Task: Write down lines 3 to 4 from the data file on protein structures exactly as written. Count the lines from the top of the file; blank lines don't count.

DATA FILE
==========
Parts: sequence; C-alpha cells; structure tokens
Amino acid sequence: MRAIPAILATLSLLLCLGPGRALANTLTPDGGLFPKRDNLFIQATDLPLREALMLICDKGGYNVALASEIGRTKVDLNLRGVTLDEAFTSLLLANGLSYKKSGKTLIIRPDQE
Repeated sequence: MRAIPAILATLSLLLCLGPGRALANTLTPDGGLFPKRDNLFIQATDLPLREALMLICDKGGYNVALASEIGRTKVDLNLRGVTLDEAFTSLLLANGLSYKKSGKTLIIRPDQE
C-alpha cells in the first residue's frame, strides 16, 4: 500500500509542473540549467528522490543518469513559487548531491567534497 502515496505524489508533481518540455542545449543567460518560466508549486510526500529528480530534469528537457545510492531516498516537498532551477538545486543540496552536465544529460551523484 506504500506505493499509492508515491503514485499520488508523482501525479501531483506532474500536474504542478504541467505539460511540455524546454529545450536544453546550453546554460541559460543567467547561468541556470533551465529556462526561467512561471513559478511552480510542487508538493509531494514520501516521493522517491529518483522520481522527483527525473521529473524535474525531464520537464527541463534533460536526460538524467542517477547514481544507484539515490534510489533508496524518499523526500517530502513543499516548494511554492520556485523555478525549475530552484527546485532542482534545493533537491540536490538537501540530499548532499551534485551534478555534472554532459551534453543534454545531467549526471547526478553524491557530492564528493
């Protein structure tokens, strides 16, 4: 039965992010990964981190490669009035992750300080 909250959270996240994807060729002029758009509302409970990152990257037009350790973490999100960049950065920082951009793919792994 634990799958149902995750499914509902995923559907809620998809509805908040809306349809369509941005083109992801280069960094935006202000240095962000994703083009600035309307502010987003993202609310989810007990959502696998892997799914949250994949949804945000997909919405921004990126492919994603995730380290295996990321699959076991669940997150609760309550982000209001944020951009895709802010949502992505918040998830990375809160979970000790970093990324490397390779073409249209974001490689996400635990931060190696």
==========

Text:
Repeated sequence: MRAIPAILATLSLLLCLGPGRALANTLTPDGGLFPKRDNLFIQATDLPLREALMLICDKGGYNVALASEIGRTKVDLNLRGVTLDEAFTSLLLANGLSYKKSGKTLIIRPDQE
C-alpha cells in the first residue's frame, strides 16, 4: 500500500509542473540549467528522490543518469513559487548531491567534497 502515496505524489508533481518540455542545449543567460518560466508549486510526500529528480530534469528537457545510492531516498516537498532551477538545486543540496552536465544529460551523484 506504500506505493499509492508515491503514485499520488508523482501525479501531483506532474500536474504542478504541467505539460511540455524546454529545450536544453546550453546554460541559460543567467547561468541556470533551465529556462526561467512561471513559478511552480510542487508538493509531494514520501516521493522517491529518483522520481522527483527525473521529473524535474525531464520537464527541463534533460536526460538524467542517477547514481544507484539515490534510489533508496524518499523526500517530502513543499516548494511554492520556485523555478525549475530552484527546485532542482534545493533537491540536490538537501540530499548532499551534485551534478555534472554532459551534453543534454545531467549526471547526478553524491557530492564528493